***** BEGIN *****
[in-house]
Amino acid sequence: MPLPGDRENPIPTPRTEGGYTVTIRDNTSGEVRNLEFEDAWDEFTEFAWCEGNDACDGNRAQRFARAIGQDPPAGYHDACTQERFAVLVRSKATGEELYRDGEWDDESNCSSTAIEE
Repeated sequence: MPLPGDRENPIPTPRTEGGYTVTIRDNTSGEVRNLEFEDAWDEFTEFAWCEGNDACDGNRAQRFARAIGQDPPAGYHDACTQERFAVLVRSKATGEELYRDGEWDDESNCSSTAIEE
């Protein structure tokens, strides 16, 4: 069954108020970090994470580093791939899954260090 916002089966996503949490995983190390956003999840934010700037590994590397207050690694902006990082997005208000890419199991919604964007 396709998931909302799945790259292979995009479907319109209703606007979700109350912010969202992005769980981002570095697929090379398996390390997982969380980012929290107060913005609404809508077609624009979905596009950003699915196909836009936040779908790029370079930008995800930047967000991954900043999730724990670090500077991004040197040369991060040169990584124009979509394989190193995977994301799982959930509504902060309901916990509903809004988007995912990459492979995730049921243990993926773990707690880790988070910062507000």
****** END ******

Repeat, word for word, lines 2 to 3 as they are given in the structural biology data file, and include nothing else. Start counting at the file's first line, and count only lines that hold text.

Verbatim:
Amino acid sequence: MPLPGDRENPIPTPRTEGGYTVTIRDNTSGEVRNLEFEDAWDEFTEFAWCEGNDACDGNRAQRFARAIGQDPPAGYHDACTQERFAVLVRSKATGEELYRDGEWDDESNCSSTAIEE
Repeated sequence: MPLPGDRENPIPTPRTEGGYTVTIRDNTSGEVRNLEFEDAWDEFTEFAWCEGNDACDGNRAQRFARAIGQDPPAGYHDACTQERFAVLVRSKATGEELYRDGEWDDESNCSSTAIEE